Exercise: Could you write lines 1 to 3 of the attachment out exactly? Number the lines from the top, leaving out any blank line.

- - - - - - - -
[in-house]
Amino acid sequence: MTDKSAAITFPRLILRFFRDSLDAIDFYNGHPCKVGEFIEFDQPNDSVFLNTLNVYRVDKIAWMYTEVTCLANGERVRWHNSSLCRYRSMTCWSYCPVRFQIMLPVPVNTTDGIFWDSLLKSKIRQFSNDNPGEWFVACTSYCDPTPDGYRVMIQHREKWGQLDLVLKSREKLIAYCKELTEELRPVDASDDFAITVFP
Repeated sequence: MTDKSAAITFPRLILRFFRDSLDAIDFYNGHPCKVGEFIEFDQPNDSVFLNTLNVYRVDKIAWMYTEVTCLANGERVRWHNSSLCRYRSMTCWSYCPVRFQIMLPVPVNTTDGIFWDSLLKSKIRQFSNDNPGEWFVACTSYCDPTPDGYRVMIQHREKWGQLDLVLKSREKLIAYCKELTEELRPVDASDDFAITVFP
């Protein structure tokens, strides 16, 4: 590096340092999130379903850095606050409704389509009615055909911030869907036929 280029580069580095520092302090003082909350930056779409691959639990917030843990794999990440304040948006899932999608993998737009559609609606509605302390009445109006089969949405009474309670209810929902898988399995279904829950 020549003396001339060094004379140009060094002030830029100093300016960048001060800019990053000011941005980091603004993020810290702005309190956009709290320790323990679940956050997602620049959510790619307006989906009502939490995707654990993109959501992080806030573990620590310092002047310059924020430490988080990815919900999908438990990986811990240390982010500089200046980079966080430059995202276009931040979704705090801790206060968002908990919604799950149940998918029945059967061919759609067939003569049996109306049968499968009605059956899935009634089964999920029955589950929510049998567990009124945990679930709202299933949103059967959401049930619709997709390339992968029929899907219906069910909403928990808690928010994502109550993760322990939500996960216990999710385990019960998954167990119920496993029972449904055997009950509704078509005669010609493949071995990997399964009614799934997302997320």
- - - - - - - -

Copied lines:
[in-house]
Amino acid sequence: MTDKSAAITFPRLILRFFRDSLDAIDFYNGHPCKVGEFIEFDQPNDSVFLNTLNVYRVDKIAWMYTEVTCLANGERVRWHNSSLCRYRSMTCWSYCPVRFQIMLPVPVNTTDGIFWDSLLKSKIRQFSNDNPGEWFVACTSYCDPTPDGYRVMIQHREKWGQLDLVLKSREKLIAYCKELTEELRPVDASDDFAITVFP
Repeated sequence: MTDKSAAITFPRLILRFFRDSLDAIDFYNGHPCKVGEFIEFDQPNDSVFLNTLNVYRVDKIAWMYTEVTCLANGERVRWHNSSLCRYRSMTCWSYCPVRFQIMLPVPVNTTDGIFWDSLLKSKIRQFSNDNPGEWFVACTSYCDPTPDGYRVMIQHREKWGQLDLVLKSREKLIAYCKELTEELRPVDASDDFAITVFP